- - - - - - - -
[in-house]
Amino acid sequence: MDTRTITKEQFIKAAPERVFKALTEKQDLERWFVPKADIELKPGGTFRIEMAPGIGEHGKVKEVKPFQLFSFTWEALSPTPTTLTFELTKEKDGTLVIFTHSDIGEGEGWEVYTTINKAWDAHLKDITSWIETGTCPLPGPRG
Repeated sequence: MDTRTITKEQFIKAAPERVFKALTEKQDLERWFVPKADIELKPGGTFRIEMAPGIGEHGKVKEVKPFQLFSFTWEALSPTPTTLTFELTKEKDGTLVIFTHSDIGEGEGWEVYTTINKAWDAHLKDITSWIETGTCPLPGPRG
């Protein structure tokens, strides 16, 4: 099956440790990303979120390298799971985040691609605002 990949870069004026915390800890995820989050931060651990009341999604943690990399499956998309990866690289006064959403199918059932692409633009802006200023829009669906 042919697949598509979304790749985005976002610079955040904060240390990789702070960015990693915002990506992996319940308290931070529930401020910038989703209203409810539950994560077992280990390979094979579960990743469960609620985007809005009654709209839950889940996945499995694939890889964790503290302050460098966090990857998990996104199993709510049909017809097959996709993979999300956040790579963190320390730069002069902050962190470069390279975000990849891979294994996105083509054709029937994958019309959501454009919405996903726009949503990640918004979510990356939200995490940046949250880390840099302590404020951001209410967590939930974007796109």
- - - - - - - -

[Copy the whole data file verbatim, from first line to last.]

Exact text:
[in-house]
Amino acid sequence: MDTRTITKEQFIKAAPERVFKALTEKQDLERWFVPKADIELKPGGTFRIEMAPGIGEHGKVKEVKPFQLFSFTWEALSPTPTTLTFELTKEKDGTLVIFTHSDIGEGEGWEVYTTINKAWDAHLKDITSWIETGTCPLPGPRG
Repeated sequence: MDTRTITKEQFIKAAPERVFKALTEKQDLERWFVPKADIELKPGGTFRIEMAPGIGEHGKVKEVKPFQLFSFTWEALSPTPTTLTFELTKEKDGTLVIFTHSDIGEGEGWEVYTTINKAWDAHLKDITSWIETGTCPLPGPRG
């Protein structure tokens, strides 16, 4: 099956440790990303979120390298799971985040691609605002 990949870069004026915390800890995820989050931060651990009341999604943690990399499956998309990866690289006064959403199918059932692409633009802006200023829009669906 042919697949598509979304790749985005976002610079955040904060240390990789702070960015990693915002990506992996319940308290931070529930401020910038989703209203409810539950994560077992280990390979094979579960990743469960609620985007809005009654709209839950889940996945499995694939890889964790503290302050460098966090990857998990996104199993709510049909017809097959996709993979999300956040790579963190320390730069002069902050962190470069390279975000990849891979294994996105083509054709029937994958019309959501454009919405996903726009949503990640918004979510990356939200995490940046949250880390840099302590404020951001209410967590939930974007796109």